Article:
If you've got 16 seedlings going, leave them right where they are for the winter. To try and transplant into pots now is very iffy. The roots of a plant are the most vulnerable to cold, next would be leaves. That is why deciduous trees lose their leaves for winter. Pines or conifers have evergreen needles made for surviving the cold. Even the needles on your baby pines will do just fine for the winter. Deciduous and herbaceous baby plants have very fragile newbie leaves and you are right to think newly germinated plants would not be winter hardy. Yours are as ready as they are able and the best thing for your little pines is to leave them alone for this winter.
There are lots of things you can do to add protection and get a few of them ready for pots in the spring. Dig a little trench in a circle around one of your pines. I am guessing your plants are spaced somewhat so chose one or two and using a radius of 4" draw a circle (need to see a photo of these plants for a better take on the size of circle). Take a sod knife or something sharp and flat to cut into that circle about 6" deep. Go out away from the center a couple inches and make another circle and cut into the soil again. Scoop out the soil between the two circles and stuff that 'trench' with straw. This is your first root pruning. Your tree will have enough time to put out more roots within that 8" and adapt. Hopefully, that is why this is kind of an experiment. Next spring you can pop that plant out and pot it. USE only potting soil for pots!!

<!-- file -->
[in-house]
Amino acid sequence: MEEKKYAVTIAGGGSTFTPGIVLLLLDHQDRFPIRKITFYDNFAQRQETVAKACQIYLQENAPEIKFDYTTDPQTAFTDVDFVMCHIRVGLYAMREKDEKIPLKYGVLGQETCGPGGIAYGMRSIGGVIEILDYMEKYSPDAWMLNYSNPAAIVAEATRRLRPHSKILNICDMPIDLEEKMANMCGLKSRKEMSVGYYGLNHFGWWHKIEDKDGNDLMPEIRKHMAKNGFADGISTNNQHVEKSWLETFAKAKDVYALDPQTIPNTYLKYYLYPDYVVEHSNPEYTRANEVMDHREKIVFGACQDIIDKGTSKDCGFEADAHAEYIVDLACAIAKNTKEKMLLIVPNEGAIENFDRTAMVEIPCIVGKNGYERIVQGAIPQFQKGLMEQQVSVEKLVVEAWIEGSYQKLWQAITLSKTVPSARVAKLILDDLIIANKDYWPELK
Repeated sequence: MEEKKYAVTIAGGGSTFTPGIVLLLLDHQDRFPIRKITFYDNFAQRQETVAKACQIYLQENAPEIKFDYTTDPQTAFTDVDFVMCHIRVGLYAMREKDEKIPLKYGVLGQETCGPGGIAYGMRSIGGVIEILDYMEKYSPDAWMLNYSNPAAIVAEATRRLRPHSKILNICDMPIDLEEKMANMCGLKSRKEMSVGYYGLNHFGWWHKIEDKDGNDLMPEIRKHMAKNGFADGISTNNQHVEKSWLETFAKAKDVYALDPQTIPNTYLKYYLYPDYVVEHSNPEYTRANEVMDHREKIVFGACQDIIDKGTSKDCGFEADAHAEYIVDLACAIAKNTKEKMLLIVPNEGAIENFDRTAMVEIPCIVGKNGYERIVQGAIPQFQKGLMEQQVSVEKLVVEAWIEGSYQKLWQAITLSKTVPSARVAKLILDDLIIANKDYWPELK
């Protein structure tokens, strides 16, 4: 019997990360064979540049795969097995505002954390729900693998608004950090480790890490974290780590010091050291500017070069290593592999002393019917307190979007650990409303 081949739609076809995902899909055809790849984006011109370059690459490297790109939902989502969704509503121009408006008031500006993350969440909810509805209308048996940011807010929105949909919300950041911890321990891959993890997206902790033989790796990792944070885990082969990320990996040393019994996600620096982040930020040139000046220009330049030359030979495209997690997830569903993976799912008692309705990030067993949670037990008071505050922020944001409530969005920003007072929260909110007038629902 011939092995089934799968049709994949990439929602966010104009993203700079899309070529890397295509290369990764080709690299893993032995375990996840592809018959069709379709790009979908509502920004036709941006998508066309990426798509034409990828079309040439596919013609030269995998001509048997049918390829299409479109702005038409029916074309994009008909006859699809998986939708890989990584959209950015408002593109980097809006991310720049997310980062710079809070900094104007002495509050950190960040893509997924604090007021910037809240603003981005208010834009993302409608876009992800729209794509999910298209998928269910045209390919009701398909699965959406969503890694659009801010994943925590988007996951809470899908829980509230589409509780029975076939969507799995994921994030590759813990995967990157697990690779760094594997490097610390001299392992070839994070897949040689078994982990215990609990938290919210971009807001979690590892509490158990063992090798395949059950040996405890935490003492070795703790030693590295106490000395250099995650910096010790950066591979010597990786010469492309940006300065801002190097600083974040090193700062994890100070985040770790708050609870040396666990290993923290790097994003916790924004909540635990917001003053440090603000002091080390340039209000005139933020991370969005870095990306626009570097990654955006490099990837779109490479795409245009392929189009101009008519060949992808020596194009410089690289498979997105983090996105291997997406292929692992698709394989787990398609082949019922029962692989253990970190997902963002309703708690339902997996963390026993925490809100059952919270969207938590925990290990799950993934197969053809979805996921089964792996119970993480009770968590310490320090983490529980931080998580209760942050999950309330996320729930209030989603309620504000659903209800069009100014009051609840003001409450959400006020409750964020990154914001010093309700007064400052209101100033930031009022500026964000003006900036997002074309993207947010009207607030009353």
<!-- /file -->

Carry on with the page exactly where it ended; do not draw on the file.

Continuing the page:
Do this with a few of the little trees and bone up on Bonsai over the winter! Bonsai is the ultimate of man over nature. Excellent way to understand plants because if you screw up the plant dies. Very humbling. If you learn how to keep a Bonsai alive as well as dictating its growth, pruning roots, daily watering (we'll talk about this later), how to fertilize (very very very little), when to fertilize, how to harden the plant to enjoy the summers on a covered porch to be acclimatized to be brought back into your home for the winter will give your plants a longer life than you'll have!
It would be best to find a hands-on Bonsai class by a Bonsai master for the winter. You want to be ready to wrap that copper wire around trunks/branches, prune roots, learn about the size of pot to begin (usually bigger to gradually get your plant used to being confined and a smaller pot, some Bonsai people advocate getting it into the pot it will live in for decades), how to water (truly, this is the only situation where watering everyday is indicated but take that class so you will know when your baby Bonsai needs water, there is no 'recipe' to follow). What makes watering more confusing is the lack of drainage holes, I never got used to that bit. I always had drainage holes in my Bonsai (they are all dead by the way, grins). Hey, life gets in the way, vacations can kill a Bonsai when your babysitter screws up, for one example. Your instructor will explain everything. Roots should never sit in water, period, well when growing in soil anyhoo. But because of the photosynthetic mass in relation to the roots/soil, the plant takes up all the water in a day within its tiny ecosystem of soil. Depending on the season and type of plant.